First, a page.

The story of India’s Hindu god and goddess prints begins at the start of the 19th century, in the South Calcutta neighborhood of Kalighat, on the streets near a temple dedicated to the goddess Kali. The Kalighat Kali Temple, which goes back to at least the 15th century, was a small hut until 1809 when the present temple was completed. With the opening of the new temple pilgrims flocked to Calcutta and artists soon set up shops and stalls near the temple to sell watercolors of Hindu gods and goddesses. Quickly painted, inexpensive, and extremely popular as souvenirs and icons for worship, these Kalighat paintings became an important popular art form.
At the other end of Calcutta, in the Northern neighborhood of Battala, a few publishers of popular books and pamphlets set up small presses during the early 1800’s. By the 1850’s Battala had become a center for Bengali printing, and for the artists whose wood engravings illustrated Battala books. Around this time several Battala engravers began to make large woodblock prints of Hindu gods and goddesses, some clearly based on Kalighat paintings. It is possible that Kalighat artists may have brought their paintings to Battala to have them replicated as prints, we do not know if the Kalighat painters and Battala engravers were collaborators or competitors, in either case these woodblock engravings are India’s earliest devotional prints.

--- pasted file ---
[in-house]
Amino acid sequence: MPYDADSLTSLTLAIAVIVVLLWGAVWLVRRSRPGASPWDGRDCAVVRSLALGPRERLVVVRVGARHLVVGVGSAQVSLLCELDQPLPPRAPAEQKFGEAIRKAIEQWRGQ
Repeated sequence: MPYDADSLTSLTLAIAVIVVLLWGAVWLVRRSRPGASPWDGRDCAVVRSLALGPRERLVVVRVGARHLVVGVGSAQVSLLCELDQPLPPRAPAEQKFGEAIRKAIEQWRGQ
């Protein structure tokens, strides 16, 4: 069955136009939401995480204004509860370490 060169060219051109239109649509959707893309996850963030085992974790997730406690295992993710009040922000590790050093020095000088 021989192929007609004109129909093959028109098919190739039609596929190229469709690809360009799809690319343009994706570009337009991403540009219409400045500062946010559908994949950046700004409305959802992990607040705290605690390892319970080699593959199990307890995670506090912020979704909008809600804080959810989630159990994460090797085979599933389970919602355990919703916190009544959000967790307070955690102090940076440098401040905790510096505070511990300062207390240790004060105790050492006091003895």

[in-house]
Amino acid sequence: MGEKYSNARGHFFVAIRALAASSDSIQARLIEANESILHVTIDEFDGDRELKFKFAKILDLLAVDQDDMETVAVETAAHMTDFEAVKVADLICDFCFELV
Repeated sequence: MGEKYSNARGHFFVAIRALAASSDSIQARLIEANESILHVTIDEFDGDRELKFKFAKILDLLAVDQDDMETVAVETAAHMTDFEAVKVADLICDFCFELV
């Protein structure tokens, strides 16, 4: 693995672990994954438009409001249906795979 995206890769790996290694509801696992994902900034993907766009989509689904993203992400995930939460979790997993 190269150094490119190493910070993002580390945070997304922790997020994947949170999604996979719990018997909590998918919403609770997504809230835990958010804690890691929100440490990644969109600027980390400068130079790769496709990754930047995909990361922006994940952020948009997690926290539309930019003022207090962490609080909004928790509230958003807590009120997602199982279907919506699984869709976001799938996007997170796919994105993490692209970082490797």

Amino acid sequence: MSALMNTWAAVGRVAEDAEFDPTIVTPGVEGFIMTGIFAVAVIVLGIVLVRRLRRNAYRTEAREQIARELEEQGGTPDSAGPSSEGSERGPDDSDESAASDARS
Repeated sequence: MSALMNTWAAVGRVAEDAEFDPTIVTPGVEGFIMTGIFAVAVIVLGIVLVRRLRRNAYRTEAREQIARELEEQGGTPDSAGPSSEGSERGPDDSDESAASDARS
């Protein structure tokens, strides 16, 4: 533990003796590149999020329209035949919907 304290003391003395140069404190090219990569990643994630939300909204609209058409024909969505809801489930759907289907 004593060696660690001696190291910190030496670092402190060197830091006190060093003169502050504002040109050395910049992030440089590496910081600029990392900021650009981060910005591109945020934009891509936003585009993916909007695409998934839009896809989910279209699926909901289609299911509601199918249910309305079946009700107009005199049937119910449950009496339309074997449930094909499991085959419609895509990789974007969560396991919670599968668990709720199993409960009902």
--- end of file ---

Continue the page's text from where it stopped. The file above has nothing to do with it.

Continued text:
Lithographs of Hindu gods and goddesses appeared by the 1870’s. Like the wood engravings which preceded them, the earliest lithographs were printed in black and highlights in one or two colors were added by hand. By the early 1880’s hand-coloring had become very sophisticated, and by the late 1880’s color lithographs appeared.
The earliest color prints, made from many litho stones inked in different colors and printed in succession, required great care in the registration of stone and paper for each pass through the press. Among the many publishers active during the 1880’s, P.C. Biswas, Calcutta Art Studio, and Chore Bagan Art Studio in Calcutta, Chitrapriyaprakesh Press in Bombay, and Chitrashala Press in Pune, deserve special mention.
Early Hindu mythological prints are rare, chief among the reasons so few have survived are acidic paper, India’s extreme humidity, and a general lack of care. We have assembled a comprehensive and important collection of India’s earliest devotional prints. In addition to our personal collection we have prints available for sale. Prints from our collection have been acquired by The Metropolitan Museum of Art, The Museum of Fine Arts, Boston, The Los Angeles County Museum of Art, The British Museum, and many other public collections.
We are eager to bring greater awareness to this important genre of Indian art and to that end we are happy to have had the opportunity to work with author Richard Davis on the book Gods in Print, with the International Print Center and Davis Museum at Wellesley on the exhibition Seeing God in Prints, and with filmmaker Rachel Fedde who is currently working on a documentary about India’s Hindu god and goddess prints.